Found this a well written book with lots of thought provoking moments the highs and lows from the heart. Do read if you get the chance
Lisa Vegan
Sep 04, 2007 Lisa Vegan rated it 5 of 5 stars
Recommends it for: those who enjoy autobiographical essays, those interested in ms
Plaintext is my favorite of her autobiographical essay books, but they’re all superb, and this book is probably my second favorite after Plaintext. Nancy Mairs writes incredibly skillfully (she’s a gifted writer), and with complete honesty and a wonderful sense of humor. These linked essays are about her life, especially her ms and her depression. This book, about very serious subjects, is a pleasure to read. Very accessible. Highly recommended.
While I was reading this to preview it for my new diversity class, I found it to be a thought-provoking memoir. The book discusses stereotyping of people with disabilities. The author has MS, and she discusses her transition into the world of disability. I would recommend this book to anyone who wants to better understand the complexity inherent in the lives of people with disabilities and wants to move beyond stereotyping.
beautifully written and insightful!
I love how Nancy Mairs writes it just pulls me in and I found it hard to put this book down. She has a way of writing that made feel is if I was in the same room with her listening to a familiar friend. This book also helped me to see things from her perspective, of having multiple sclerosis and the limitations and the life changes she has had to go through. It was educational.
Izetta Autumn
This is a fantastic book and a great example of how to use essays in the memoir form. Mairs writes elegantly, incisively, and honestly. She stands firmly in her experience - as a womyn, as a womyn with a disability, as a writer. When people say some books change their lives - this was one of those for me.
Drusilla de Veer
Mar 26, 2007 Drusilla de Veer rated it 5 of 5 stars  ·  review of another edition
Recommends it for: everyone
another amazing book that will forever make me think about what i have, what i don't have, and the endless possibilities of recognition of oneself. when i met nancy i felt that i was meeting someone larger than life itself, someone who was far advanced in soul searching and had a lesson to teach.
Just started this this evening - and am more than 1/2 way through.
My last boyfriend needed a wheelchair to ambulate, so I can understand some of her discussion - at least from the point of view of a sensitive non-disabled person.
She makes some very good points in this book of essays.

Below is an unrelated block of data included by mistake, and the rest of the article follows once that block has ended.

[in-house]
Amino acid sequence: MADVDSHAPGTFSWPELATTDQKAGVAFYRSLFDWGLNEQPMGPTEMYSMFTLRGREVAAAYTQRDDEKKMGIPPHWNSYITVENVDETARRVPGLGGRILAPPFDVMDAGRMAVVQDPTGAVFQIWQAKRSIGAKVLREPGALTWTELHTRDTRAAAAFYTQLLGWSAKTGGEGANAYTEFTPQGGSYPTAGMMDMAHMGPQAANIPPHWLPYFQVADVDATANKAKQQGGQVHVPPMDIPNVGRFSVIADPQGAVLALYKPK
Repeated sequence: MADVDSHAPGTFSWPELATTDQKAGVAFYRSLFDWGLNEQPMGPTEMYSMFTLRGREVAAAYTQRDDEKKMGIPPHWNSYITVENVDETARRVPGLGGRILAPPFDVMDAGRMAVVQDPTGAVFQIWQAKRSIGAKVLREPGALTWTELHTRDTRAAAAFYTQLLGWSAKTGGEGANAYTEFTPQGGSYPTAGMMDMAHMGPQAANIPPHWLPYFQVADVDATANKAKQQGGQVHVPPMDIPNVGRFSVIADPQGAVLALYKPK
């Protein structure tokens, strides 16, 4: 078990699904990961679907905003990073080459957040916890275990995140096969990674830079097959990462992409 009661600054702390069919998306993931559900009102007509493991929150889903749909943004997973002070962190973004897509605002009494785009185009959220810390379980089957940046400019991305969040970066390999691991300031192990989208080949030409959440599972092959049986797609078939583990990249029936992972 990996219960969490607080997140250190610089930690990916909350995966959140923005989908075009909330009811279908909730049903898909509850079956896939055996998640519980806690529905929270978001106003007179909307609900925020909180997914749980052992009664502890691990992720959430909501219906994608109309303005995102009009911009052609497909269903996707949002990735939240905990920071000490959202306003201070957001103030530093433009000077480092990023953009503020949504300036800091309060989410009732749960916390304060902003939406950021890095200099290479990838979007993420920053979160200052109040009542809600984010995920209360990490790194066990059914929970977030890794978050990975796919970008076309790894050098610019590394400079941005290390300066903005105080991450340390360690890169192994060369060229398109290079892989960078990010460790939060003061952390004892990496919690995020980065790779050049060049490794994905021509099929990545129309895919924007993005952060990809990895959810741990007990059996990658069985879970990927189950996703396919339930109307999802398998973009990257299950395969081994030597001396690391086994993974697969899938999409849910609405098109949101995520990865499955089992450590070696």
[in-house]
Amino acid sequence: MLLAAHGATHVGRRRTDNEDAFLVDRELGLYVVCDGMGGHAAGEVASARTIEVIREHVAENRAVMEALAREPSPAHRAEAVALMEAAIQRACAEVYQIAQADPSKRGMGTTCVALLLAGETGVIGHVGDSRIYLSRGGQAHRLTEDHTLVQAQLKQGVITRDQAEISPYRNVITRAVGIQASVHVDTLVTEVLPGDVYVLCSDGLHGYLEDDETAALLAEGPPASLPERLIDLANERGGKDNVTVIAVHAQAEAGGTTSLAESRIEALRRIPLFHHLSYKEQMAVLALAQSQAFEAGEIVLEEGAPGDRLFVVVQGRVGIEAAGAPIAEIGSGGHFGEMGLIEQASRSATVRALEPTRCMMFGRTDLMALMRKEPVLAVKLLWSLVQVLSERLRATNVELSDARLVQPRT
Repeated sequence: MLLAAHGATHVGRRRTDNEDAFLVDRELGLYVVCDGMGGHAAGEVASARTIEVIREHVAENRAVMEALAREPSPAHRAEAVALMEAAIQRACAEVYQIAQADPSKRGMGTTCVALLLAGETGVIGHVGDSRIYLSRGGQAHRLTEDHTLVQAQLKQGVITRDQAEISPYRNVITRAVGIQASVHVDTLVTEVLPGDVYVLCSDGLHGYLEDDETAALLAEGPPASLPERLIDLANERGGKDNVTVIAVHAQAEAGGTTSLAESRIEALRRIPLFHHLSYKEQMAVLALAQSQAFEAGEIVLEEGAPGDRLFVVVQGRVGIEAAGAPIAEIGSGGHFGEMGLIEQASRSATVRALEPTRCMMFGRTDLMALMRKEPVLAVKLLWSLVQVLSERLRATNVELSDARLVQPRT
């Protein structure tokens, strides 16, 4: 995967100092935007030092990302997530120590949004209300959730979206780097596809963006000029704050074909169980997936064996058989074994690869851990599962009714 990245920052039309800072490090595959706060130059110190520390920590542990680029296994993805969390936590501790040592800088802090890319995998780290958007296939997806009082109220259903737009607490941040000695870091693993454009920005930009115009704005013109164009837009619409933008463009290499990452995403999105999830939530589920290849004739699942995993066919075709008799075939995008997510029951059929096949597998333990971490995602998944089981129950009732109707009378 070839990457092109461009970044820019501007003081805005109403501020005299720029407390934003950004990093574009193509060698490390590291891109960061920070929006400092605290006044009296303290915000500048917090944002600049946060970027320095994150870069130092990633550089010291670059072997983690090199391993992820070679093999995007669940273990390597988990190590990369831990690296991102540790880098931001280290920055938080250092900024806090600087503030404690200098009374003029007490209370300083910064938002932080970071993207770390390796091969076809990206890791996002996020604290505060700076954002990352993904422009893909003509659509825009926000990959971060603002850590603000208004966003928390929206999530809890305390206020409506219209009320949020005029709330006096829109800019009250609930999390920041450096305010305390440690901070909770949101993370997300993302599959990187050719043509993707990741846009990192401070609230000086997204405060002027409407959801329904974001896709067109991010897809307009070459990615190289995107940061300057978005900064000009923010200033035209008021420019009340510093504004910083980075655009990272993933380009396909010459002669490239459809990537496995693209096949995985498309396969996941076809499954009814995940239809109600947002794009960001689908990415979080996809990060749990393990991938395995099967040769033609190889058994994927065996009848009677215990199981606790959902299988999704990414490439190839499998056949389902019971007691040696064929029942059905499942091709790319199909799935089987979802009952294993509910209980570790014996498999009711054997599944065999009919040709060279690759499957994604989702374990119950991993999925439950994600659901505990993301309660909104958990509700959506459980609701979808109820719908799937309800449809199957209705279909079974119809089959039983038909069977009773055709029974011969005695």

John Jolly
Nov 26, 2007 John Jolly rated it 3 of 5 stars
Recommends it for: anyone interested in learning about disabilities
Shelves: thoughtful
I got this book after reading Hockenberry's book, recommended by Amazon. Nancy Mairs's book is somewhat of an instruction book, somewhat of an insight book into disabilities, especially movement disorders. This book, like Hockeberry's, gave me a great perspective of a disabled world.
I am grateful this author was willing to share her very personal experience of what it is like to live with a disability, in particular MS and to require the use use of wheelchair. It popped the bubbles of some common misconceptions and for that alone is worth the read.
This book was read for school.

I liked the book, but it didn't really make me feel anything or have a major revelation. Sometimes the language was a little too high-brow and I needed to look up terms. I don't regret reading it, but not my favorite book either.

If you or someone you know is newly disabled, then this is a really great collection of essays. It should help sort through not only the real issues people with physical disabilities face, but some of the emotional ones as well.
I like how Nancy Mairs has both a serious as well as a witty attitude in this book.
Some chapters I enjoyed reading more than others.
Some very interesting debates going on, especially the one about abortion and euthanasia.
Jun 19, 2007 Nicole rated it 5 of 5 stars
Recommends it for: All
This book will seriously alter your opinion on how society accomodates (or fails to accomodate) those with physical disabilities.
I've given this book as a gift to several people; it is that, a gift.
Apr 02, 2008 Jenny added it
A very important book in disability studies.
Poignant. Personal.
Gave up, too depressing
Required reading for all.
This book was given to me when I started suffering from symptoms that are very similar to MS. (I do not yet have a diagnosis.) The author writes a lot like I do; honestly, openly, unabashedly about her experience of having a full, beautiful life that isn't centered around her ability. She uses the word "nondisabled" to talk about those with less health challenges, because she feels that being disabled is such a blessing that those who do not share it are lesser, not the other way around.

I highl
Sara marked it as to-read
May 20, 2015
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Nancy Mairs is an author who writes about diverse topics, including spirituality, women's issues and her experiences living with multiple sclerosis. She received an AB from Wheaton College, and an MFA in writing and a Ph.D. from the University of Arizona.

She was diagnosed with MS when she was 28, and has written several essays on her experiences as a self-described "cripple", including "On Being a
More about Nancy Mairs...
Plaintext Remembering The Bone House Voice Lessons: On Becoming a (Woman) Writer Carnal Acts: Essays Ordinary Time: Cycles in Marriage, Faith, and Renewal